What's New

This is the news from 2007 for benturner.com.

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news from 2007...

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Thanksgiving, 2007

I spent my Thanksgiving not with family, but with brothers-in-arms. I drove out to Annapolis and hung out with MonkeyPope and a dude we both knew from language school. Somehow we all ended up in the same line of work, and we got to share some stories over a massive dinner for 12ish with MonkeyPope's sister's-in-law family. Good to see you, bro, even if both of you had iPhones and I don't. =P

My Bio Displayed on an Amazon Kindle Apparently the future is here, in the Amazon Kindle. Ugly son of a bitch, isn't it? Oh well. My buddy somehow procured a Kindle early and forwarded me a pic of my biography page displayed on it. Ew. The idea of e-reading is spot on, and digitally saving notes and bookmarks and key quotes is what I want most in an e-reader. I seriously think the digitization of books and integration into online databases will have massive cultural effects...but I think the Kindle is probably the Newton of these devices...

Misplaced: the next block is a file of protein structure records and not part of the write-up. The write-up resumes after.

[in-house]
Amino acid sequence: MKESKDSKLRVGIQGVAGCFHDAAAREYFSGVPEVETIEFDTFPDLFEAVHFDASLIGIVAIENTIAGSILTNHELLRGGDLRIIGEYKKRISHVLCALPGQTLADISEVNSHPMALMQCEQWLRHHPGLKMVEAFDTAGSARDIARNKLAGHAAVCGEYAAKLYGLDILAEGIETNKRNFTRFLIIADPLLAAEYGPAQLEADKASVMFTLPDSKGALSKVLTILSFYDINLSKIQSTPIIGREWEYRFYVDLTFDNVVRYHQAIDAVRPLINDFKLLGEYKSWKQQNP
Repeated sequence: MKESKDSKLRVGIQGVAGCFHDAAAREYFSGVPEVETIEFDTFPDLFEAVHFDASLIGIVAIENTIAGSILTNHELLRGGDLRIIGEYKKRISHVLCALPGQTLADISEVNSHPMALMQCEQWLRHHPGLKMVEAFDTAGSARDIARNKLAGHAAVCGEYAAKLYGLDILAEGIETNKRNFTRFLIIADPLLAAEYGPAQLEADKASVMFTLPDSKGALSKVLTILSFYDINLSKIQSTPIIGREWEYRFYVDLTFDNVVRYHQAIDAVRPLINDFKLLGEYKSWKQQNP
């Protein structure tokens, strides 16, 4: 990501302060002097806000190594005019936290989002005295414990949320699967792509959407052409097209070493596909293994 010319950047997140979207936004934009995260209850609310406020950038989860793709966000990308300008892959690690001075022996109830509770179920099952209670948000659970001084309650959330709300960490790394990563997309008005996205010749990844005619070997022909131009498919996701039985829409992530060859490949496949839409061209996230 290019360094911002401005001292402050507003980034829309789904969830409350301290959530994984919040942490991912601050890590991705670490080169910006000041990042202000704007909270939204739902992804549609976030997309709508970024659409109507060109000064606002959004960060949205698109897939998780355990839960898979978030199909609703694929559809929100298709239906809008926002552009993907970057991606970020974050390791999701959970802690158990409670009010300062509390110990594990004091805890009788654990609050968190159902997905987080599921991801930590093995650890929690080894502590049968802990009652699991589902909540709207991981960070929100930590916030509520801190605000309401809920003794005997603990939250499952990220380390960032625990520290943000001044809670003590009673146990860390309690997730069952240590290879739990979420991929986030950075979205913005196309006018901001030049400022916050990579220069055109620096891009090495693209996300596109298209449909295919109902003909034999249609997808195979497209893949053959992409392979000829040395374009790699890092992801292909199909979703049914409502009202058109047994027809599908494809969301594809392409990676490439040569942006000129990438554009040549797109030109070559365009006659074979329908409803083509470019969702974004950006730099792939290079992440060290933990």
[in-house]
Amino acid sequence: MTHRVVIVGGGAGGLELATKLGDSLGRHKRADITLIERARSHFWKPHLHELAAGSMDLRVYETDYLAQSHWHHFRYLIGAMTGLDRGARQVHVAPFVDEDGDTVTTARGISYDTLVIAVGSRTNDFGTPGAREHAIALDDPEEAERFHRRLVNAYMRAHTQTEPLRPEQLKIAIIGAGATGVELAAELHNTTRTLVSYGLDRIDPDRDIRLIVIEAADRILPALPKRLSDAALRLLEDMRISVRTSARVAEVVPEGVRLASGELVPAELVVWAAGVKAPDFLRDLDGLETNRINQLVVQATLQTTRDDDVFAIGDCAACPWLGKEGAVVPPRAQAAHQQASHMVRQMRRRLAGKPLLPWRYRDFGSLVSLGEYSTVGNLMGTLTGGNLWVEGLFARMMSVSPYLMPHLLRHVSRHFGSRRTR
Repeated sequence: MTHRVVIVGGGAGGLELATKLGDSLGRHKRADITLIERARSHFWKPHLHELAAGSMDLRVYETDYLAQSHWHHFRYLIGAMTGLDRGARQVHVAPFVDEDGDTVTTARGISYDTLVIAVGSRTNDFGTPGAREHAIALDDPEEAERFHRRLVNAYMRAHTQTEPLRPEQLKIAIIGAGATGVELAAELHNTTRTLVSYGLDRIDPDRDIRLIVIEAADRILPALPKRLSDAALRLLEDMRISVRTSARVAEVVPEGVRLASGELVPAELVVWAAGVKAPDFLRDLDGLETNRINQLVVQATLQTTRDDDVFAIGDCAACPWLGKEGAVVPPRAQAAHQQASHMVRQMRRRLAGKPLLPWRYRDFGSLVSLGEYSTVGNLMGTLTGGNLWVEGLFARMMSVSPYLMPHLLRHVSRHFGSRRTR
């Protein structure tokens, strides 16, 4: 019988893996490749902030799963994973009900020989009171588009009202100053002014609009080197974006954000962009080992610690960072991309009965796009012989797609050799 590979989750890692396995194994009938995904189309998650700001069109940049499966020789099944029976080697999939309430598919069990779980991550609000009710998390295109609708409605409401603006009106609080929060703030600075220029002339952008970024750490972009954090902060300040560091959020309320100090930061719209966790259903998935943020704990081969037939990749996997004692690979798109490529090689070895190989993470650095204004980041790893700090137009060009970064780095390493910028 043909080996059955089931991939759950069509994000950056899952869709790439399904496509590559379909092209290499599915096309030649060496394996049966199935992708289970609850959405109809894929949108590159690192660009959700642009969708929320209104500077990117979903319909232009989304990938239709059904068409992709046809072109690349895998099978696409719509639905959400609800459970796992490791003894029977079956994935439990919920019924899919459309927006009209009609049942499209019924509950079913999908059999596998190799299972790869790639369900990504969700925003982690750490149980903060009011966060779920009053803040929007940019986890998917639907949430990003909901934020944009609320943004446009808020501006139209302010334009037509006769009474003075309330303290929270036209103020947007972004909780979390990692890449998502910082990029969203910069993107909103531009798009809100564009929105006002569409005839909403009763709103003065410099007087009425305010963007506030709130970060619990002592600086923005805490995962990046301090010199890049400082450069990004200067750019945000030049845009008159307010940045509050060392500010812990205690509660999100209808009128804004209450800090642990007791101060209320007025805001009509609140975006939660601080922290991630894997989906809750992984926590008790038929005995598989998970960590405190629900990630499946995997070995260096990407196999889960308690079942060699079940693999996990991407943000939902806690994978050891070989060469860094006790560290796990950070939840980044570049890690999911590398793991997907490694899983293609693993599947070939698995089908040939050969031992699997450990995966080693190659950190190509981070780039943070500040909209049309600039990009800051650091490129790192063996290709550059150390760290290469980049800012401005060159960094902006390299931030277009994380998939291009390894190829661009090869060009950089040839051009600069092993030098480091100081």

There are approximately two weeks left of this semester in which I am sucking at international trade. Our class continues to remain tight, which I really enjoy, since I was able to transition from one community (Army) to another relatively easily. I am applying for a Google fellowship over the summer in my never-ending attempt to get a job with them once I graduate. I've pre-registered for classes next semester, including what I think will become my future all-consuming interest: social entrepreneurship. It's taught by a kickass prof and it will let me develop the idea I have into (hopefully) a viable business opportunity.